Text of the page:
New study; more proof
By Summit Voice
SUMMIT COUNTY — A detailed new modeling study of ocean temperatures reinforces the conclusion that observed warming is due to the buildup of heat-trapping greenhouse gases in the atmosphere.
The scientists at Lawrence Livermore National Laboratory, together with international collaborators, said their results show that observed ocean warming over the last 50 years is consistent with climate models only if the models include the impacts of observed increases in greenhouse gas during the 20th century.
“By using a “multi-model ensemble,” we were better able to characterize decadal-scale natural climate variability, which is a critical aspect of the detection and attribution of a human-caused climate change signal,” said Livermore Lab researcher Peter Gleckler, lead author of the new study that appears in the June 10 edition of the journal, Nature Climate Change.
“What we are trying to do is determine if the observed warming pattern can be explained by natural variability alone,” Gleckler said. “Although we performed a series of tests to account for the impact of various uncertainties, we found no evidence that simultaneous warming of the upper layers of all seven seas can be explained by natural climate variability alone. Humans have played a dominant role.”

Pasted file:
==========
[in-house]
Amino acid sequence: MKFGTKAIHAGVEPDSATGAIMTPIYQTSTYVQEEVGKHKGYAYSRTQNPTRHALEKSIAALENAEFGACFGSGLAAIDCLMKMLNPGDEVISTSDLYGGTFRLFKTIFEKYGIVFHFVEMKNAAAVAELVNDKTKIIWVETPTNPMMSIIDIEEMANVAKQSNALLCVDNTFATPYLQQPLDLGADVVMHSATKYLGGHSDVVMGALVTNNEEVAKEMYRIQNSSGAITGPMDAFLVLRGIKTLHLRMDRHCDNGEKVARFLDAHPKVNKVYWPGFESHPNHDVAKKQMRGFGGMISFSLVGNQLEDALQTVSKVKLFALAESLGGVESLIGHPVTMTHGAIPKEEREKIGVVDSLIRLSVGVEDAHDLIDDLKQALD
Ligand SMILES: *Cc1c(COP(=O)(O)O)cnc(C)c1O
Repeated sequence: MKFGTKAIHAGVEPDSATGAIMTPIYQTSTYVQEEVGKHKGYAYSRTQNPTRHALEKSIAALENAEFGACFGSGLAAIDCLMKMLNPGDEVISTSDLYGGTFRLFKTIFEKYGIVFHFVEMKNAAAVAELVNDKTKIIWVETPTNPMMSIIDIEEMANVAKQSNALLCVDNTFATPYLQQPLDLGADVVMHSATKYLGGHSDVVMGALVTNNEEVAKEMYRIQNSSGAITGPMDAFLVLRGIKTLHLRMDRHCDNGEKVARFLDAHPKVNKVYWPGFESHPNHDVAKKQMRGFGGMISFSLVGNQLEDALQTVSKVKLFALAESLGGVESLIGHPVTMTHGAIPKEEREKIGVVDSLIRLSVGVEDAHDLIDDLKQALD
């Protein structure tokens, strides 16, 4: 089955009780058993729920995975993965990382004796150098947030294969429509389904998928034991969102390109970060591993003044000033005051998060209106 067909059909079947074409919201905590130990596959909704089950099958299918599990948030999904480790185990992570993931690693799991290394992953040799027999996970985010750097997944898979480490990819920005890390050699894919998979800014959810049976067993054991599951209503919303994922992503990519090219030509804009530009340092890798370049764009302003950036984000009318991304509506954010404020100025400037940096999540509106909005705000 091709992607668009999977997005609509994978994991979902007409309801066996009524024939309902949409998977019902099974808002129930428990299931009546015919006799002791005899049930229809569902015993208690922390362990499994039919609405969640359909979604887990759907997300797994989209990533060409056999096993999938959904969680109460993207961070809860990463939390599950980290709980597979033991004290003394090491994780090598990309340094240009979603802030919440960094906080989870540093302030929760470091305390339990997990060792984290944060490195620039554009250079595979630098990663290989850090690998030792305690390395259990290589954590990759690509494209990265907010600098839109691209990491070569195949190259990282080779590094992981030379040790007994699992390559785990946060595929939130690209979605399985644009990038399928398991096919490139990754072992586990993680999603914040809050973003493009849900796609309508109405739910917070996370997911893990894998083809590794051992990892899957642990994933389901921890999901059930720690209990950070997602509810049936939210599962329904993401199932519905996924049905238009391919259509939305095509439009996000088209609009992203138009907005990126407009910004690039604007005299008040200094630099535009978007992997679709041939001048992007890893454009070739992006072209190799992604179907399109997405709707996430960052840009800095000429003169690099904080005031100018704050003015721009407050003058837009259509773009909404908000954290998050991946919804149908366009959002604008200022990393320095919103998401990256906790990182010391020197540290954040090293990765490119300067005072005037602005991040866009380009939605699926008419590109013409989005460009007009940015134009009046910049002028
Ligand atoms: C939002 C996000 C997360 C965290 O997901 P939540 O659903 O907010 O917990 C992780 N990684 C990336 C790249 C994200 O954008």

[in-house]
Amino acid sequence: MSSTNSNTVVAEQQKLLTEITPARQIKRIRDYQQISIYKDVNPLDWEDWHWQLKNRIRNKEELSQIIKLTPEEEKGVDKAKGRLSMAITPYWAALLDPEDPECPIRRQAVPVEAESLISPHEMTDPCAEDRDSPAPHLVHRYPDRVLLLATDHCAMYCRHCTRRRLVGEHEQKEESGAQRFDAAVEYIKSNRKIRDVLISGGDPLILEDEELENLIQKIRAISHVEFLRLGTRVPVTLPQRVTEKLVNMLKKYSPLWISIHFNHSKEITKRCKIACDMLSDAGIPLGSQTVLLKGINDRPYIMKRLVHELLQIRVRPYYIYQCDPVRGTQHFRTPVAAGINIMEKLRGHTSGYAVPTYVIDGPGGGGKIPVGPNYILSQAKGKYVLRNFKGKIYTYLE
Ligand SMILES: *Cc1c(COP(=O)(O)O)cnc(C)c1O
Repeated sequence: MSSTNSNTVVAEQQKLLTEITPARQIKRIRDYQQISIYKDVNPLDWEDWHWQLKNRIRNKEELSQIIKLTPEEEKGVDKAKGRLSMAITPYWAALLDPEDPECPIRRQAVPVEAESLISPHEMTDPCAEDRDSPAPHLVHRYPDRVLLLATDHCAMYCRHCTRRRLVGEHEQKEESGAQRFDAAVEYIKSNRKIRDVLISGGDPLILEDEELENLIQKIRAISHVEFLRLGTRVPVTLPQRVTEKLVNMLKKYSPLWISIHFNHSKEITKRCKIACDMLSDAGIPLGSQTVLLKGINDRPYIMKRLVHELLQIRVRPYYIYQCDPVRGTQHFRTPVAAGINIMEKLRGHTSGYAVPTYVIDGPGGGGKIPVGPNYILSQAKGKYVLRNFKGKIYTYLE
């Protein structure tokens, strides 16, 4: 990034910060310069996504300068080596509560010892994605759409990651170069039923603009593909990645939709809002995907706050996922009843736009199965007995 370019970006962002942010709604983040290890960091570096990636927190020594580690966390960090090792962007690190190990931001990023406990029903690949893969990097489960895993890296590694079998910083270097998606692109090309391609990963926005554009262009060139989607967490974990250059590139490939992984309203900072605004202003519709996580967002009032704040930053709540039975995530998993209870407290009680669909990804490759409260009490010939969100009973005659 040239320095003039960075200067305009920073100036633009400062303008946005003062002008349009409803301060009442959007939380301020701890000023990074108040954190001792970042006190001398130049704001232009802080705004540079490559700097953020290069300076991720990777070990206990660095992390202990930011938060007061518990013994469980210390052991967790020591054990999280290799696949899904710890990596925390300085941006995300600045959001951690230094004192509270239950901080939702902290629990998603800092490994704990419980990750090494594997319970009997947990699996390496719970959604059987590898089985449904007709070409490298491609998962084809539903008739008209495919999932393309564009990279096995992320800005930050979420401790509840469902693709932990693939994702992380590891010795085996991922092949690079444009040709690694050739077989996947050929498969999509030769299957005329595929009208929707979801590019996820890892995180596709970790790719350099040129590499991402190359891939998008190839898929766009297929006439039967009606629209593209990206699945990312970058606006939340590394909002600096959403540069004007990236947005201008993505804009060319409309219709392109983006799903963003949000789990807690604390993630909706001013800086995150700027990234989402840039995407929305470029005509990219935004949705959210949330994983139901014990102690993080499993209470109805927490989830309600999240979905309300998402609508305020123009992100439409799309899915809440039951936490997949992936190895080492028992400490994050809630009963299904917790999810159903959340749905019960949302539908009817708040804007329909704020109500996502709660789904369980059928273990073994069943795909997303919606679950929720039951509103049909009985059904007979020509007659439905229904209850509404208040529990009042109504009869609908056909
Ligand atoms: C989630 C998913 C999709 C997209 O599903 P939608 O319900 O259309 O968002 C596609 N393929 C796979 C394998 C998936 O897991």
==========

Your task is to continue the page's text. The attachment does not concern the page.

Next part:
The new research is not the first study to identify a human influence on observed ocean warming, but it is the first to provide an in-depth examination of how observational and modeling uncertainties impact the conclusion that humans are primarily responsible.
“We have taken a closer look at factors that influence these results,” Gleckler said. “The bottom line is that this study substantially strengthens the conclusion that most of the observed global ocean warming over the past 50 years is attributable to human activities.”
The group looked at the average temperature (or heat content) in the upper layers of the ocean. The observed global average ocean warming (from the surface to 700 meters) is approximately 0.025 degrees Celsius per decade, or slightly more than .10 degrees Celsius over 50 years.
The sub-surface ocean warming is noticeably less than the observed Earth surface warming, primarily because of the relatively slow transfer of ocean surface warming to lower depths. Nevertheless, because of the ocean’s enormous heat capacity, the oceans likely account for more than 90 percent of the heat accumulated over the past 50 years as the Earth has warmed.